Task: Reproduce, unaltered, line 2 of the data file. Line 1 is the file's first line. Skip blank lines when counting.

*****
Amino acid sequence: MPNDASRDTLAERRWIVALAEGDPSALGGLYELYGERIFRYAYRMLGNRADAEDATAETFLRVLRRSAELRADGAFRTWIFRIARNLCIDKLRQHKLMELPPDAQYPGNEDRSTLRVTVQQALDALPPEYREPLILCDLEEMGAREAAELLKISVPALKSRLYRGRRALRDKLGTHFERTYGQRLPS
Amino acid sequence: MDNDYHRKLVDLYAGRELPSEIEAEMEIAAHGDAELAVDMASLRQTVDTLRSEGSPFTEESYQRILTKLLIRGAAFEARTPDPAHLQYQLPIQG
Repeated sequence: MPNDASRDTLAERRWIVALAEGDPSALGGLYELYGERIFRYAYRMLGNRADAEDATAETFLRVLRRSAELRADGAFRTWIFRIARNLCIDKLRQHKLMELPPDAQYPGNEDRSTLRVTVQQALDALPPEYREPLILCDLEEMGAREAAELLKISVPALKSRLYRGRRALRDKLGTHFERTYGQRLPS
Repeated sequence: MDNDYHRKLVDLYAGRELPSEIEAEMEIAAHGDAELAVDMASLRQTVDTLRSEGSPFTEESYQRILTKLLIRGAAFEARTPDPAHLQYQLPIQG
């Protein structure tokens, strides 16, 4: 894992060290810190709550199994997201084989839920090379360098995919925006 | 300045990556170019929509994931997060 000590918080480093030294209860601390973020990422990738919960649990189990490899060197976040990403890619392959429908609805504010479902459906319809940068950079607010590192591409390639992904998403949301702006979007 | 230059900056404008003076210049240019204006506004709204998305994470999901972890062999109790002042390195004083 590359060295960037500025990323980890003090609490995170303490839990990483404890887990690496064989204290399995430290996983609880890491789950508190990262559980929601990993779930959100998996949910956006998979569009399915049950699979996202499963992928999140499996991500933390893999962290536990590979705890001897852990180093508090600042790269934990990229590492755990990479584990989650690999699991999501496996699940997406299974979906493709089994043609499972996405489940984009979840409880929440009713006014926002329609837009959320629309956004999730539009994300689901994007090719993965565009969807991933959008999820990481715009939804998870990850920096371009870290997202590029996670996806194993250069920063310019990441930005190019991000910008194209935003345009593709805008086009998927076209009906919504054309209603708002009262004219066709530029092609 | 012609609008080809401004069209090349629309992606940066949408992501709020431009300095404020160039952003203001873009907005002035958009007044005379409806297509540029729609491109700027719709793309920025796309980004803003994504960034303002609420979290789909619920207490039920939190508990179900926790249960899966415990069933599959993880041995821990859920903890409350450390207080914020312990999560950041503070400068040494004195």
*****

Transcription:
Amino acid sequence: MDNDYHRKLVDLYAGRELPSEIEAEMEIAAHGDAELAVDMASLRQTVDTLRSEGSPFTEESYQRILTKLLIRGAAFEARTPDPAHLQYQLPIQG